The historic lodge actually predates the park. In 1924, David Chapman guided some VIPs on a trail ride, seeking to persuade them to create a national park here. First, a tent camp was erected. Later, Jack Huff began building the lodge as a retreat. Ten years later, Huff and his wife, Pauline, chose Myrtle Point for their mountaintop wedding. Jack Huff built a special chair to carry his mother up to the lodge. You can see that picture in the lodge’s library/office. The office is also the only place around to purchase LeConte T-shirts. LeConte Lodge is now operated as a concession under the supervision of the National Park Service.

The lodge serves a hearty dinner and breakfast, so all you need in addition to your day-hiking gear is a toothbrush, a small towel and a flashlight. After dinner, guests gather for the outstanding sunset at Cliff Top, a wide expanse of rocks a short way from the lodge. In the morning, be prepared to creep quietly out of your cabin in the dark with your flashlight and walk to Myrtle Point to watch the sunrise, an unforgettable and generally more private experience.

Supplies are brought up to the lodge by helicopter several times a year and by llamas three times a week. Llamas are much gentler on the trail than the horses that used to do the job. The llamas generally pack on Monday, Wednesday and Friday using the Trillium Gap Trail, north of Gatlinburg. If you’re on top on llama days, you may see these gentle animals from the dining-room porch, getting saddled with dirty linens and trash to carry out.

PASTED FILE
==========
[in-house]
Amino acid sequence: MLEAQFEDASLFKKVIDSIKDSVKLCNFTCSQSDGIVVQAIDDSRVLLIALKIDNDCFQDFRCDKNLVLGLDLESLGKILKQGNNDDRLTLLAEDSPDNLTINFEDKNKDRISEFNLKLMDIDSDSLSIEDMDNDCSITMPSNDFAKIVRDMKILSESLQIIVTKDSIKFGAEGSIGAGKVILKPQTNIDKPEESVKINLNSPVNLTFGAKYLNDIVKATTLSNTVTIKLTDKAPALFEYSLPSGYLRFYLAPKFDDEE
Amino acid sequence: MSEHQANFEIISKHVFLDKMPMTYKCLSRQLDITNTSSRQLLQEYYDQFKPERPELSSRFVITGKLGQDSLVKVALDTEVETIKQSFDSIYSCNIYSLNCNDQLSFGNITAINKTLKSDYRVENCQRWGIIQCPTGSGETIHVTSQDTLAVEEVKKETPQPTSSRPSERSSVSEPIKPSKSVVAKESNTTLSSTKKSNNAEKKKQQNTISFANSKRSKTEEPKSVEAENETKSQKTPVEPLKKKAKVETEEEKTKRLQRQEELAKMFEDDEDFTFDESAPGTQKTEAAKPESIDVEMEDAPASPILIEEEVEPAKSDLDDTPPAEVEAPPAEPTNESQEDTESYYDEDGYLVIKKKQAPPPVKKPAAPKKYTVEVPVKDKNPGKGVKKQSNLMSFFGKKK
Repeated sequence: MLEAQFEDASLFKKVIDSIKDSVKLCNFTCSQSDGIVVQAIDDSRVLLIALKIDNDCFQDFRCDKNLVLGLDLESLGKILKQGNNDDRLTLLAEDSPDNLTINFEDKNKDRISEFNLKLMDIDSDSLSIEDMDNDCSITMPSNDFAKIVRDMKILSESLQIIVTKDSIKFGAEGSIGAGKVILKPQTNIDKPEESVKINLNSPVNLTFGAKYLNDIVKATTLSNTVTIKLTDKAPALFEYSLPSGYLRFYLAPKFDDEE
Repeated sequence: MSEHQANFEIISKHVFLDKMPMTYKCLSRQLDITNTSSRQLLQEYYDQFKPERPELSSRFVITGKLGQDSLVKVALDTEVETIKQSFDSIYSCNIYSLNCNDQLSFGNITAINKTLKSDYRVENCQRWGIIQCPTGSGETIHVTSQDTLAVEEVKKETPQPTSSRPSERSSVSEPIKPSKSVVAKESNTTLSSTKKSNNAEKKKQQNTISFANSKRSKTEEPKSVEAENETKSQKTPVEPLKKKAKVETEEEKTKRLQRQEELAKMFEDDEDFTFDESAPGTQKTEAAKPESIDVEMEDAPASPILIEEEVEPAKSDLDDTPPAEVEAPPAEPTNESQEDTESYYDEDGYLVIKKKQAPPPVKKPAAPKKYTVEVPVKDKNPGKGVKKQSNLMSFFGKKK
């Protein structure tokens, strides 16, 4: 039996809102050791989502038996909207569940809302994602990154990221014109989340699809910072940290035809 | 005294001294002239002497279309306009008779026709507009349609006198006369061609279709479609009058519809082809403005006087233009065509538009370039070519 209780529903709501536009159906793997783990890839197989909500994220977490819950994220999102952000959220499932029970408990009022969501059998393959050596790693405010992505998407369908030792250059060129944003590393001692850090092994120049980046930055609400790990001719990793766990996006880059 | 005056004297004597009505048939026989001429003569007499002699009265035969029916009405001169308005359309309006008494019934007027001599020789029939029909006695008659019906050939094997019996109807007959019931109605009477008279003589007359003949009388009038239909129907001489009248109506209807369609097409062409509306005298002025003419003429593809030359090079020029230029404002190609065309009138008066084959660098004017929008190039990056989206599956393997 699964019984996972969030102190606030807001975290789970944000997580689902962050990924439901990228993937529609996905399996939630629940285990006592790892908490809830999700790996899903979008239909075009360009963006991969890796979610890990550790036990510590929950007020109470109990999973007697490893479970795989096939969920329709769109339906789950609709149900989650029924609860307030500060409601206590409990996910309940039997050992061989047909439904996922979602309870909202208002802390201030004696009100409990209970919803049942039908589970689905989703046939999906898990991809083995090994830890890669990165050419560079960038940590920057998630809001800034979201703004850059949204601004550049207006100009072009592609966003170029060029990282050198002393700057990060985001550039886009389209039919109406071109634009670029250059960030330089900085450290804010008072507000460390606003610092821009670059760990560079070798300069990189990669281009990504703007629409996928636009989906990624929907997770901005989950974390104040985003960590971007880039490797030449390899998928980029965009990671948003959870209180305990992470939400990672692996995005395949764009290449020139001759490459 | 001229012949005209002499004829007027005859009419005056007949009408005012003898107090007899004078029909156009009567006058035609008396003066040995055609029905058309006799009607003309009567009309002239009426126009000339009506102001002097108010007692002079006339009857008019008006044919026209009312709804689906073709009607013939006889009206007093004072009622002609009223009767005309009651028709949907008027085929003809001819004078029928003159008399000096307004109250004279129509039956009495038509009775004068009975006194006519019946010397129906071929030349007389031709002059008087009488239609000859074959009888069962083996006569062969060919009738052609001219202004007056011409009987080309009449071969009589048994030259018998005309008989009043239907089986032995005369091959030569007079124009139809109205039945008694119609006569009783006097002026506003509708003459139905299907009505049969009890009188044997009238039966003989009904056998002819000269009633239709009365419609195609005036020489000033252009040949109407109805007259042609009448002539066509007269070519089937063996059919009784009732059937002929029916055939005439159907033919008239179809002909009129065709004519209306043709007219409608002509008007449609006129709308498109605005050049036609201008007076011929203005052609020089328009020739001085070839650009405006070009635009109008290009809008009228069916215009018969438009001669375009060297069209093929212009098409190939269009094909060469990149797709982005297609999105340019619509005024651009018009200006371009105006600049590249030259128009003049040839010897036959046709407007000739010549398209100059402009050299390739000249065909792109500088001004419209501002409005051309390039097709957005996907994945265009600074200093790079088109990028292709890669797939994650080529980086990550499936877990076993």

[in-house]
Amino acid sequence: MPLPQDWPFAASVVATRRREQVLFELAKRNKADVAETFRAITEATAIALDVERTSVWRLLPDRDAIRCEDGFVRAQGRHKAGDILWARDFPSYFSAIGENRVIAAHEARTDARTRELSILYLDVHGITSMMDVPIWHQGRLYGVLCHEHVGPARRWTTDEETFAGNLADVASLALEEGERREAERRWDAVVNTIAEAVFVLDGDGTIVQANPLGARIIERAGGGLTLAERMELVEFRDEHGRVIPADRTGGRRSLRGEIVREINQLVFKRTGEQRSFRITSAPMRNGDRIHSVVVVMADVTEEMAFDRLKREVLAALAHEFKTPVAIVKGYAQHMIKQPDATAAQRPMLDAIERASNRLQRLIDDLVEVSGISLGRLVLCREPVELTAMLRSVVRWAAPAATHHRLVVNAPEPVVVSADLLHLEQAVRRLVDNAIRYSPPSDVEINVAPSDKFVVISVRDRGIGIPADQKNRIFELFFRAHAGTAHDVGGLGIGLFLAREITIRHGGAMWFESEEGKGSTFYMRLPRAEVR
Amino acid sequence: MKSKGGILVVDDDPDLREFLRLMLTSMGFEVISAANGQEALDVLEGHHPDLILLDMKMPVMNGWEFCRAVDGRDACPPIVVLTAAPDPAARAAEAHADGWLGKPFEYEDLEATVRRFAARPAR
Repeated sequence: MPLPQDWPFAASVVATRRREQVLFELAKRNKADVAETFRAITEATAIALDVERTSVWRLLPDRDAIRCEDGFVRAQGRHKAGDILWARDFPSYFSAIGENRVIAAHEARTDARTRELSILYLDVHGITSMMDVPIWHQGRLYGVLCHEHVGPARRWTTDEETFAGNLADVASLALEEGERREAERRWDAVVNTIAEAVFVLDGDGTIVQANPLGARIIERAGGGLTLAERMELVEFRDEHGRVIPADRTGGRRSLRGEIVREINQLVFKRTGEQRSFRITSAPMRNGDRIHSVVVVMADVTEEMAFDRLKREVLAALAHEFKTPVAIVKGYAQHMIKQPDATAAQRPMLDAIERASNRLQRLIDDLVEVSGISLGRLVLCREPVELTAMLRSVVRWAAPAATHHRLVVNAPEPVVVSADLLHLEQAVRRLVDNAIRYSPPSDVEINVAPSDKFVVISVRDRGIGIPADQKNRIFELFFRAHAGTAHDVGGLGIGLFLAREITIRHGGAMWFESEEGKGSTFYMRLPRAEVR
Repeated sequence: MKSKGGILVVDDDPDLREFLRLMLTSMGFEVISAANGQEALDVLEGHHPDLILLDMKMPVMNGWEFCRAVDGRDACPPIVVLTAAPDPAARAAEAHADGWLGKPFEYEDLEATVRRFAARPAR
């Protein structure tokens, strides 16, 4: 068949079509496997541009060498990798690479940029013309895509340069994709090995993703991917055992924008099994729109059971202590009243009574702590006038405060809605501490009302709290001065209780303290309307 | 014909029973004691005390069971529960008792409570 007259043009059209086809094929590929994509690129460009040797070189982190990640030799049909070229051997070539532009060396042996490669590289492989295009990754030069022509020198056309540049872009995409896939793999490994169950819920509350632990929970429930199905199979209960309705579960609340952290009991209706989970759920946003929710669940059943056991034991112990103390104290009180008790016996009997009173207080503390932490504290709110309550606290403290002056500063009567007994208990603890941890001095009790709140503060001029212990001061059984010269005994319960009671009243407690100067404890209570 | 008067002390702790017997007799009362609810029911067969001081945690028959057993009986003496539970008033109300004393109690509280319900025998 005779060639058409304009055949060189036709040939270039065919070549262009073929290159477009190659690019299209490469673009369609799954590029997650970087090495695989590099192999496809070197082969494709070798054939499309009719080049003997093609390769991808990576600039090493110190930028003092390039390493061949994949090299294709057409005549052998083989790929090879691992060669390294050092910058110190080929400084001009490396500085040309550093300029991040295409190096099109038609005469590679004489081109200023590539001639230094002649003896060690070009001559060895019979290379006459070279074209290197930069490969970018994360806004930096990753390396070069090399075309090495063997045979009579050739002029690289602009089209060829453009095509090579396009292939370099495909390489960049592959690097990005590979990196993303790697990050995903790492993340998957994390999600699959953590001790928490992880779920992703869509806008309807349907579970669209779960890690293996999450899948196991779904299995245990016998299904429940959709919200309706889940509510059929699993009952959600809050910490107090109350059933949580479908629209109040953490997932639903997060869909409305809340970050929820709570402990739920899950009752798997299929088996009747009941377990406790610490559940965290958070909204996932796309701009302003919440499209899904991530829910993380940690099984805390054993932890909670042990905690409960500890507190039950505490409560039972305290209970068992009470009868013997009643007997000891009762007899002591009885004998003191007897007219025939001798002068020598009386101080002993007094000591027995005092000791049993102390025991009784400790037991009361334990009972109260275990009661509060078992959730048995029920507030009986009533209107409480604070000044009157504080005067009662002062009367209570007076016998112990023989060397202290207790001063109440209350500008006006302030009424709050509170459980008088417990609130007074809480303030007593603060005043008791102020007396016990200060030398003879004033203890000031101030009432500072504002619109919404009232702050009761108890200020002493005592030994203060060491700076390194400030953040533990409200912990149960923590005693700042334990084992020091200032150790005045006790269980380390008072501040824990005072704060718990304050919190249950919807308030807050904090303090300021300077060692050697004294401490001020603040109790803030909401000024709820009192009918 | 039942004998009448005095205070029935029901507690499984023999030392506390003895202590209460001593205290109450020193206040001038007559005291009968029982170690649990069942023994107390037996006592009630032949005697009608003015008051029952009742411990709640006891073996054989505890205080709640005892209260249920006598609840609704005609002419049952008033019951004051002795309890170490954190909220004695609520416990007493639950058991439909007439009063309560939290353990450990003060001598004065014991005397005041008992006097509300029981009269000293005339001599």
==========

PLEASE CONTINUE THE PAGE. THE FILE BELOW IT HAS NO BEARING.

All this comfort costs $97 per person plus tax.

Getting a reservation

The lodge begins filling reservations on Oct. 1 for the next season, which runs from the end of March to the end of November. If you call now (865) 429-5704 and can go on a weekday, you might still get a place this year. But remember, the lodge is well above 6,000 feet: In November, that means full winter conditions.

For 2008, you must either plan ahead or be flexible with your dates. To get a reservation, write a postal letter now, giving several dates and stating the number of people in your group. Follow this up with an e-mail—all before Monday, Oct. 1. Slots are assigned via a lottery system. Trying to telephone is a hopeless exercise—the phones are constantly busy for weeks after Oct. 1. For details about the reservations process, go to

If you can’t commit that far in advance, try calling next spring. If you’re flexible and your group consists of only a few people, you just might be able to get in.

As you sit around the dining-room table, you may hear about groups that have been “grandfathered.” Groups that had a tradition of visiting the lodge year after year on the same date could count on getting that date into perpetuity. But if they miss a year, they lose their date, so it’s becoming less common. For new groups, this practice was stopped years ago.

But other than that, the lodge roster doesn’t carry over from year to year: Everyone is equal. So plan ahead, and good luck.

[Hike leader and outdoors writer Danny Bernstein is the author of Hiking the Carolina Mountains. She can be reached at]